In December 2005, it was announced that Freightliner had transferred the ownership of American LaFrance to the New York-based investment firm, Patriarch Partners, LLC. The headquarters and main plant in Ladson, South Carolina were not included in the transaction. However, Patriarch Partners were allowed to use the plant until early 2007, when DaimlerChrysler began using the plant for assembly of the Dodge Sprinter. Under new ownership ALF relocated within the Charleston, South Carolina, area in summer 2007 to a brand new facility, including manufacturing and corporate HQ, with nearly 500,000 sq ft of total space. On January 28, 2008, American LaFrance filed for Chapter 11 bankruptcy protection blaming problems with implementation of a new IBM enterprise resource planning system. On July 25, 2008, the company emerged from bankruptcy with a revised business plan to transfer the firetruck body building portion of the business to the remaining Hamburg, NY, Ephrata, PA, facilities; the Summerville, SC plant continued to manufacture fire truck cab and chassis, but focused on vocational vehicles and the Condor vehicle line.
On January 17, 2014, the company announced. Eagle* Eagle Mid-Engine* Eagle SE* Metropolitan* Commercial* Condor Pumpers* Aerials* Tankers* Rescues* Ambulance* Wildlands* Liberty Refuse* Construction* Airport Service* General Utility Type 1 1903-1904 Steam-powered Combination Hose & ChemicaL Wagon Type 3 1906-1906 Packard "N" Two-Tank ChemicaL Car - only 1 built Type 4 1909-1912 Simplex based chassis - 2 built Type 5 1910-1911 First complete ALF motor fire apparatus - 4 cyl. Type 6 1910-1914 LaFrance Commercial truck Type 8 1908-1910 ALF roadster type passenger car Type 10 1911-1920 Improved larger version of Type 5 Type 12 1911-1925 6 cyl. 800, 900 & 1000 GPM pumper Type 14 1912-1926 City service ladder truck Type 15 1913-1925 1400 GPM Pump and hose car Type 16 1912-1916 Front drive aerial ladder truck Type 17 1913-1926 Tractor drawn - aerial, water tower, ladder Type 18 1913-1913 2-wheel front-drive steam fire engine tractor Type 19 1915-1928 1000 GPM Pump and hose car, 6 cyl. Type 25 1914-1914 Front drive, straight frame aerial ladder Type 28 1915-1915 Front drive service ladder truck Type 30 1914-1914 Front drive, bevel-gear drive water tower Type 31 1915-1929 2-wheel front-drive tractor Type 32 1915-1927 LaFrance/Model "T" Ford, Alf "F" series Type 33 1917-1926 Front drive straight frame service ladder truck Type 34 1916-1916 Centrifugal pumper Type 38 Previous entry not listed in reference source Type 40 Previous entry not listed in reference source Type 45 Previous entry not listed in reference source Type 52 1922-1927 "Village Queen" Model "T" Ford trailer pump Type 63 Previous entry not listed in reference source Type 65 19??-19??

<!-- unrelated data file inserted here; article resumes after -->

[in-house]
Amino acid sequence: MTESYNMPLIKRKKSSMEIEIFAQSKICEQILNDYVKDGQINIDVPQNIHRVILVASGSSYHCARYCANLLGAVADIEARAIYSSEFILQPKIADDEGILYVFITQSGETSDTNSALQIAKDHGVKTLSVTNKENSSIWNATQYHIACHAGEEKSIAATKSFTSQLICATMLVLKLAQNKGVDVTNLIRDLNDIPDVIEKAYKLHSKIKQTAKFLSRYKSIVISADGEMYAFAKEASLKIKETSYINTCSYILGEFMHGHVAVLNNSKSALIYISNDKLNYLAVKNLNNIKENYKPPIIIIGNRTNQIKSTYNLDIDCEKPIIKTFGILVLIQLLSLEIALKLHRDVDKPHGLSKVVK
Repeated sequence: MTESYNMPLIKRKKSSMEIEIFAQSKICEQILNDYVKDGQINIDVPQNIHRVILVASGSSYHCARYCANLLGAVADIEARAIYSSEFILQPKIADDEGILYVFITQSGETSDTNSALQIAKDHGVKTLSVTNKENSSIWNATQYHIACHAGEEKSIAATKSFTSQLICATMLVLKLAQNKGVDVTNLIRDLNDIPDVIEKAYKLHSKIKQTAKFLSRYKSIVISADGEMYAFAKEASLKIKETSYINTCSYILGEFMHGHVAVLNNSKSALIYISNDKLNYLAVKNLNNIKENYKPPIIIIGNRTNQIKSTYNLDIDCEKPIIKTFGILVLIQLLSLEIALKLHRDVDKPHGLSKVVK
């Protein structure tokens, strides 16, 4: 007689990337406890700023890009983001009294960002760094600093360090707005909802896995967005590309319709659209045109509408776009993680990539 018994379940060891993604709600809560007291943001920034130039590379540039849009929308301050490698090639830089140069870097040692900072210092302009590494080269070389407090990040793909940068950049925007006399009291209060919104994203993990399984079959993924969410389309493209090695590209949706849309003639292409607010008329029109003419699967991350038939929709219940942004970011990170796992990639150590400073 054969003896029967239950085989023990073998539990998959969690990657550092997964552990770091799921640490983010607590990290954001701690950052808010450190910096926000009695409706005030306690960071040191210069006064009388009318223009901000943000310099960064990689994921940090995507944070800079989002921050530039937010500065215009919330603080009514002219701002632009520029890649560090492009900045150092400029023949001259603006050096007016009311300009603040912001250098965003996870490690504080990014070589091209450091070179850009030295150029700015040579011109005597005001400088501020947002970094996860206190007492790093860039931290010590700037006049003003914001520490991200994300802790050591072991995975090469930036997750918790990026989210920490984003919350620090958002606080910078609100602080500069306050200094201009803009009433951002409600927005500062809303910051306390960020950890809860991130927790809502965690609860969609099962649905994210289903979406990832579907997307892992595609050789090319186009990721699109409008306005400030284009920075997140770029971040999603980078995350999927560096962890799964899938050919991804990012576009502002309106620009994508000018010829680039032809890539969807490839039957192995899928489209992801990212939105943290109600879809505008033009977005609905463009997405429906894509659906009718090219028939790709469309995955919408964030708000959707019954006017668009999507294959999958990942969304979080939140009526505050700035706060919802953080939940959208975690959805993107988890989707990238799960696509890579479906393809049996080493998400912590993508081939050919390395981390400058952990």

400 GPM Junior pumper Type 75 1915-1927 750 GPM 6 cyl Pumper - large number built Type 91 1927-1927 500 GPM Pumper - Buda-6 cycl. Engine Type 92 1927-1927 600 GPM Pumper - Buda-6 cycl. Engine Type 94 19??-19?? Service ladder truck, Buda-6 cycl. Type 96 19??-19?? Same as Type 94 but configured as a Quad Type 99 1927-1932 GMC Cosmopolitan, Buick 6-cyl. - see 100 series Type 500 1941-1946 Narrow cab and body design Type 600 1941-1946 Narrow cab and body design 100 Series 1926-1929 Metropolitan 200 Series 1929-1931 Master 300 Series 1931-1935 V-12 powered, 312A 400 Series 1933-1938 Junior 450/600/475 GPM 400 Series 1935-1940 Senior1000/1250/1500 pump-in-cowl design 500 Series 1938-1941 New enclo
BZN was a successful Dutch pop group that had a string of hits from 1966 to 2007 on. Combining high productivity and a disciplined work ethic with an exceptionally good feeling for what their audience liked, the band achieved a thirty-year music chart presence in the Netherlands, to an extent comparable to that of Cliff Richard in the United Kingdom, rewarded by record-breaking numbers of platinum certifications for their albums. BZN recorded in English and French, but had success with material in Dutch and German. BZN started out as a pop-rock band in their native Volendam in 1966, playing early-Bee Gees-like harmony pop; the initial line-up consisted of Jan Veerman, Cees Tol, Evert Woestenburg Jan Tuijp and Gerrit Woestenburg. In the early 1970s, the band switched to hard rock and had its first successes, including a brace of Top 40 hits. After original lead singer Veerman left the band, drummer Jan Keizer took his place, the band made a musical U-turn and opted for commercial middle-of-the-road pop, adding female co-vocalist Anny Schilder and laying the foundation for their status as the most popular Dutch band ever.
BZN has had over 50 hits in the Dutch hit charts to date, are the only music act to have had top 40 hit singles for 26 consecutive years. Album chart presence was stronger, without interruption from 1977 to 2008. BZN's big breakthrough started with the song "Mon Amour", which held the #1 hit parade ranking for over 5 weeks. Outside of the Netherlands the band has had some success as well, amongst which several hits in South Africa and minor successes with their French-language songs in Canada. Through the years there have been many lineup changes, the most important of which have been the departure of Schilder in 1984 and in 1988 of the brothers Cees and Thomas Tol, who until had been responsible for most of the music and lyrics; the band remained successful, making their last major change in strategy when they decided to write in Dutch instead of English as of 2003. BZN are responsible for the initial success of singer Jan Smit, discovered by BZN at the age of 10 and went on to have pop and schlager successes in the Netherlands and Belgium.